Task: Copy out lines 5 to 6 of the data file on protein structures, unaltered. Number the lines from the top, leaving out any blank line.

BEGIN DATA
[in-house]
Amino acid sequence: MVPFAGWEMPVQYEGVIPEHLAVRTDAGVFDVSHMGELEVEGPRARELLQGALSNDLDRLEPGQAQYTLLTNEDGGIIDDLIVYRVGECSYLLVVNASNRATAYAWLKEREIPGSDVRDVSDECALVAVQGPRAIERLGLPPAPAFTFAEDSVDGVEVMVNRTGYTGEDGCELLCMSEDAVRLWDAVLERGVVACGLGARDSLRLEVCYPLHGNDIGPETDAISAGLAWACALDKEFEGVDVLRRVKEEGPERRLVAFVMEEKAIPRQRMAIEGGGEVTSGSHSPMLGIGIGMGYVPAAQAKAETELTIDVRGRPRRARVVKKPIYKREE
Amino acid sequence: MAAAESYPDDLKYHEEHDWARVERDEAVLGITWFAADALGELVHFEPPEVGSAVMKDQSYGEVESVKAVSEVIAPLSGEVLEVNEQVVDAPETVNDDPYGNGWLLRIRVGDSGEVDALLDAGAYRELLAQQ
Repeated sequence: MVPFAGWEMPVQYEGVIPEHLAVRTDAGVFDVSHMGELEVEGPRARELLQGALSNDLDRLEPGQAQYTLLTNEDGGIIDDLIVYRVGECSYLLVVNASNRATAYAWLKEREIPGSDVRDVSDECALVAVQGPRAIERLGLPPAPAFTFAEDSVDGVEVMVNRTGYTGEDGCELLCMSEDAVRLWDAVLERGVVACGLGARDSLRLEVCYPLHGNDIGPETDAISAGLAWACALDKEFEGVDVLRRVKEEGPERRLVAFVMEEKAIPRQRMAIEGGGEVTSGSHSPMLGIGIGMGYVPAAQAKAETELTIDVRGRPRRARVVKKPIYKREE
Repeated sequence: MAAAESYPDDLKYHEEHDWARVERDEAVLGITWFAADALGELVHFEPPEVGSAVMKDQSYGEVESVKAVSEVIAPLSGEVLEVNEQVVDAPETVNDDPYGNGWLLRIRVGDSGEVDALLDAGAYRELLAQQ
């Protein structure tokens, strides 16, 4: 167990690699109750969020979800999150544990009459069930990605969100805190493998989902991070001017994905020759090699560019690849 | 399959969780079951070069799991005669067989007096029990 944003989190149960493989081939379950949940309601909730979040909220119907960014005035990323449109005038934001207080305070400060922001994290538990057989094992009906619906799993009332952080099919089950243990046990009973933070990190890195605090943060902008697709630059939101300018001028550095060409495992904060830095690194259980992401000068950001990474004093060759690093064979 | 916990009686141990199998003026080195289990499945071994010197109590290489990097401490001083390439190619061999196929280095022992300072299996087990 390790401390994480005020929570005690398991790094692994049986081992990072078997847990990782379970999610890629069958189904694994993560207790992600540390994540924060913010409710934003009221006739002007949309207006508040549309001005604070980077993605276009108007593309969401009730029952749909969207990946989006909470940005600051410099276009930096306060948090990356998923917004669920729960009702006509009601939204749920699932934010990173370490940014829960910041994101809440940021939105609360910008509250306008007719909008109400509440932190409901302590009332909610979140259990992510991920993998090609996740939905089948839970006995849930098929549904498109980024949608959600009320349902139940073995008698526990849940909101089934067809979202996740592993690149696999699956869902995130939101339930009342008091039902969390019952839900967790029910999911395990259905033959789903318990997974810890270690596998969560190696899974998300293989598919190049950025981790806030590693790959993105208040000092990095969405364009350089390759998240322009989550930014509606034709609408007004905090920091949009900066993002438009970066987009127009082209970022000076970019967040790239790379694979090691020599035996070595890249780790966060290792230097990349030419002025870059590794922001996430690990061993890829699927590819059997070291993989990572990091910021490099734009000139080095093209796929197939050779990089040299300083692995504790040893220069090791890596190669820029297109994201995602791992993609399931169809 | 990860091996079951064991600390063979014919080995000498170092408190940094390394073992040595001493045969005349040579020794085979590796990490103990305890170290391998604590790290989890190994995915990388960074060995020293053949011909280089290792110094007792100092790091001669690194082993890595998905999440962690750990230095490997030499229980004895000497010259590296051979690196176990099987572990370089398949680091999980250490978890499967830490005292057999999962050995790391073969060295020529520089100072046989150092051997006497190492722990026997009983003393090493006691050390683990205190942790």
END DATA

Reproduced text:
Repeated sequence: MAAAESYPDDLKYHEEHDWARVERDEAVLGITWFAADALGELVHFEPPEVGSAVMKDQSYGEVESVKAVSEVIAPLSGEVLEVNEQVVDAPETVNDDPYGNGWLLRIRVGDSGEVDALLDAGAYRELLAQQ
């Protein structure tokens, strides 16, 4: 167990690699109750969020979800999150544990009459069930990605969100805190493998989902991070001017994905020759090699560019690849 | 399959969780079951070069799991005669067989007096029990 944003989190149960493989081939379950949940309601909730979040909220119907960014005035990323449109005038934001207080305070400060922001994290538990057989094992009906619906799993009332952080099919089950243990046990009973933070990190890195605090943060902008697709630059939101300018001028550095060409495992904060830095690194259980992401000068950001990474004093060759690093064979 | 916990009686141990199998003026080195289990499945071994010197109590290489990097401490001083390439190619061999196929280095022992300072299996087990 390790401390994480005020929570005690398991790094692994049986081992990072078997847990990782379970999610890629069958189904694994993560207790992600540390994540924060913010409710934003009221006739002007949309207006508040549309001005604070980077993605276009108007593309969401009730029952749909969207990946989006909470940005600051410099276009930096306060948090990356998923917004669920729960009702006509009601939204749920699932934010990173370490940014829960910041994101809440940021939105609360910008509250306008007719909008109400509440932190409901302590009332909610979140259990992510991920993998090609996740939905089948839970006995849930098929549904498109980024949608959600009320349902139940073995008698526990849940909101089934067809979202996740592993690149696999699956869902995130939101339930009342008091039902969390019952839900967790029910999911395990259905033959789903318990997974810890270690596998969560190696899974998300293989598919190049950025981790806030590693790959993105208040000092990095969405364009350089390759998240322009989550930014509606034709609408007004905090920091949009900066993002438009970066987009127009082209970022000076970019967040790239790379694979090691020599035996070595890249780790966060290792230097990349030419002025870059590794922001996430690990061993890829699927590819059997070291993989990572990091910021490099734009000139080095093209796929197939050779990089040299300083692995504790040893220069090791890596190669820029297109994201995602791992993609399931169809 | 990860091996079951064991600390063979014919080995000498170092408190940094390394073992040595001493045969005349040579020794085979590796990490103990305890170290391998604590790290989890190994995915990388960074060995020293053949011909280089290792110094007792100092790091001669690194082993890595998905999440962690750990230095490997030499229980004895000497010259590296051979690196176990099987572990370089398949680091999980250490978890499967830490005292057999999962050995790391073969060295020529520089100072046989150092051997006497190492722990026997009983003393090493006691050390683990205190942790």